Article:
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Congress OKs less federal education involvement

American schools will feel less federal intervention once the president signs a bill headed his way. Supporters of a measure the U.S. Senate passed 85-12 Wednesday, sending it to President Barack Obama, say that when it becomes law pressure Washi...

American schools will feel less federal intervention once the president signs a bill headed his way.

Supporters of a measure the U.S. Senate passed 85-12 Wednesday, sending it to President Barack Obama, say that when it becomes law pressure Washington has put on local schools will ease and school leaders will have more say in what happens in classrooms.

"There's nothing more important to our kids' futures -- and our country's economic future -- than providing them with a good education," said Sen. Al Franken, D-Minn., adding that the measure known as Every Student Succeeds Act will feed education success.

The measure removes some U.S. Education Department authority. States would determine how to hold schools accountable rather than rely on a federally imposed sanction system that penalizes schools based on students' standardized test results.

“Among the biggest victories in this bill is ensuring that states have more flexibility," said Franken, a member of the Senate education committee. "The one-size-fits-all approach to fixing failing schools wasn’t working, and this bill will help address that."

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The bill, which Obama is expected to sign, overturns the controversial 13-year-old No Child Left Behind law.

Some provisions in the bill especially affect the Upper Midwest, particularly provisions for American Indian Country.

Sen. John Thune, R-S.D., authored a provision that requires the education secretary to work with the interior secretary and others on Indian issues.

One of the most important issues, Thune said, is planning a federal response to the high number of Indian student suicides.

"I have made it a priority to do as much as I can to help address the tribal youth suicide crisis in South Dakota’s Indian country," Thune said. “Losing a friend or family member to suicide is a tragedy, and while there are numerous known factors that contribute to suicide -- particularly youth suicide -- we can and should do more to understand the problem and find constructive ways to prevent it from happening in the first place."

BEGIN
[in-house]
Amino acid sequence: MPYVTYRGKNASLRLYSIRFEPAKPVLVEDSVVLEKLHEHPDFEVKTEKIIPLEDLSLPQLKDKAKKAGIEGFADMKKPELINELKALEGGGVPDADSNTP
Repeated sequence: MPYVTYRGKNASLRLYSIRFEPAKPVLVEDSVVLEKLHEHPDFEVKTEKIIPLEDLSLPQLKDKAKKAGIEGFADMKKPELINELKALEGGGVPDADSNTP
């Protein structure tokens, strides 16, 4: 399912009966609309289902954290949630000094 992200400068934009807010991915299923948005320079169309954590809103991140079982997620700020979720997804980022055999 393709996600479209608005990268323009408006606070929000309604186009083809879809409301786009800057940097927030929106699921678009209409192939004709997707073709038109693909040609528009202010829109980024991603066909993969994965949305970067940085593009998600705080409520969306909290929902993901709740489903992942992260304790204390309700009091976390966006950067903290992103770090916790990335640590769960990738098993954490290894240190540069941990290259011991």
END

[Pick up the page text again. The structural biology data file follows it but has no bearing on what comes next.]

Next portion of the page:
Thune's efforts also are aimed at reducing school violence in Indian areas.

Franken succeeded in establishing grants for American Indian language immersion programs.

The bill included support for programs to strengthen the role of tribes to better meet the needs of Indian students. It also included a policy to improve coordination among tribes and states and to help retain good teachers in schools on Indian land.

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Also, the bill includes provisions to allow rural school districts to work together to better compete for scarce federal funding also sought by big urban districts.

Sen. Heidi Heitkamp, D-N.D. trumpeted provisions for rural school districts, such as updates to the Impact Aid program that is used to help fund school construction and provide basic education support to schools on or near federal land or military bases, mostly a rural issue. In most areas, schools rely on property taxes for revenue and government lands do not produce those taxes.

Franken said that when he visits rural Minnesota, he hears that under the law for the past 13 years, some schools were required to replace teachers and principals to improve overall performance. "So two schools would just exchange teachers and principals."